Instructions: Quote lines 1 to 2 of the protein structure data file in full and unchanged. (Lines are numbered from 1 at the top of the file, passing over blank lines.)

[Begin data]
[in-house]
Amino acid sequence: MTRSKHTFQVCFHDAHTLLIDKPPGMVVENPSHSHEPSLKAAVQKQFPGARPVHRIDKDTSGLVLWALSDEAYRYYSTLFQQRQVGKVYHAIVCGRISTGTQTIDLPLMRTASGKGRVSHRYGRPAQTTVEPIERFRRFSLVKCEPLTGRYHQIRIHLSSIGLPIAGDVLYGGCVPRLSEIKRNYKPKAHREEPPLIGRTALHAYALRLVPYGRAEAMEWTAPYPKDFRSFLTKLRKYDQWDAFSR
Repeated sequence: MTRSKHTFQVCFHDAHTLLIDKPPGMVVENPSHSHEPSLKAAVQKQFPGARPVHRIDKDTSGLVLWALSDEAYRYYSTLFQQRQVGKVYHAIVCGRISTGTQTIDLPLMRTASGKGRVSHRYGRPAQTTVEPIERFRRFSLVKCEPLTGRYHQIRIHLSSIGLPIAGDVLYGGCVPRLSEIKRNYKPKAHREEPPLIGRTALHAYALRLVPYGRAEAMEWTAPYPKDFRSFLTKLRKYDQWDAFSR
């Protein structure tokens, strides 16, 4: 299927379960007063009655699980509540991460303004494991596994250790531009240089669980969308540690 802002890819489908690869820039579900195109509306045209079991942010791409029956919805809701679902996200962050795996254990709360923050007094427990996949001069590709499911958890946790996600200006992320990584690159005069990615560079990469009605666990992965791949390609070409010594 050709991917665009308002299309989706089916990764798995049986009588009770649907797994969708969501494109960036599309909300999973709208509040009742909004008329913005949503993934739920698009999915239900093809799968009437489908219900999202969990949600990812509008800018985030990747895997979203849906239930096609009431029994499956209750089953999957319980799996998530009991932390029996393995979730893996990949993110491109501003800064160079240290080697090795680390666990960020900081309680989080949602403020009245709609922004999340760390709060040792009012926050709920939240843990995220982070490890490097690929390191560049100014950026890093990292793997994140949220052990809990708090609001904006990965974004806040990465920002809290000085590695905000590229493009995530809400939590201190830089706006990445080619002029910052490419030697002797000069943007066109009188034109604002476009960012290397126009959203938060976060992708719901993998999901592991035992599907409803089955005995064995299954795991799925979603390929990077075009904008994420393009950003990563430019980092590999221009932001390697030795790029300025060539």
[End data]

[in-house]
Amino acid sequence: MTRSKHTFQVCFHDAHTLLIDKPPGMVVENPSHSHEPSLKAAVQKQFPGARPVHRIDKDTSGLVLWALSDEAYRYYSTLFQQRQVGKVYHAIVCGRISTGTQTIDLPLMRTASGKGRVSHRYGRPAQTTVEPIERFRRFSLVKCEPLTGRYHQIRIHLSSIGLPIAGDVLYGGCVPRLSEIKRNYKPKAHREEPPLIGRTALHAYALRLVPYGRAEAMEWTAPYPKDFRSFLTKLRKYDQWDAFSR